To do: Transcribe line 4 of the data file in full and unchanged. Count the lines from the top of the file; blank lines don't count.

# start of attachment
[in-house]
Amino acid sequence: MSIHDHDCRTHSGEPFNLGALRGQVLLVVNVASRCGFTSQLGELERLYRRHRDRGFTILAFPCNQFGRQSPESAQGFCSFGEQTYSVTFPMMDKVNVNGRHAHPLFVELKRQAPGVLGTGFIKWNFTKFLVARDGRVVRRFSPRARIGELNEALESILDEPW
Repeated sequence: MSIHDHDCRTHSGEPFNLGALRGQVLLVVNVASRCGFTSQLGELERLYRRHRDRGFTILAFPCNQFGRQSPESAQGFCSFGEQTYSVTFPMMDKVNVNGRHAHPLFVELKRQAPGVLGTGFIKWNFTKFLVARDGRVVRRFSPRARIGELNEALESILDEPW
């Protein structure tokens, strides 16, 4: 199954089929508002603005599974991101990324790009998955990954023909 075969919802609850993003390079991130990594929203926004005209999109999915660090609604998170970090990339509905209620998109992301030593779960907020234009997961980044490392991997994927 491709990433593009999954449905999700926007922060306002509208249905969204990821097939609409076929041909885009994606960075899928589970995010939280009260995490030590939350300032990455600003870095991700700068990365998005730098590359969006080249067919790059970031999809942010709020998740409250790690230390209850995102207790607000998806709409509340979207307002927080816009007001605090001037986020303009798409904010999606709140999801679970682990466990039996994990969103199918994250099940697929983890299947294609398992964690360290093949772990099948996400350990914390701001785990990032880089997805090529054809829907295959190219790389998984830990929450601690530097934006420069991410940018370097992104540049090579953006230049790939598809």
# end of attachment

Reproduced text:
């Protein structure tokens, strides 16, 4: 199954089929508002603005599974991101990324790009998955990954023909 075969919802609850993003390079991130990594929203926004005209999109999915660090609604998170970090990339509905209620998109992301030593779960907020234009997961980044490392991997994927 491709990433593009999954449905999700926007922060306002509208249905969204990821097939609409076929041909885009994606960075899928589970995010939280009260995490030590939350300032990455600003870095991700700068990365998005730098590359969006080249067919790059970031999809942010709020998740409250790690230390209850995102207790607000998806709409509340979207307002927080816009007001605090001037986020303009798409904010999606709140999801679970682990466990039996994990969103199918994250099940697929983890299947294609398992964690360290093949772990099948996400350990914390701001785990990032880089997805090529054809829907295959190219790389998984830990929450601690530097934006420069991410940018370097992104540049090579953006230049790939598809």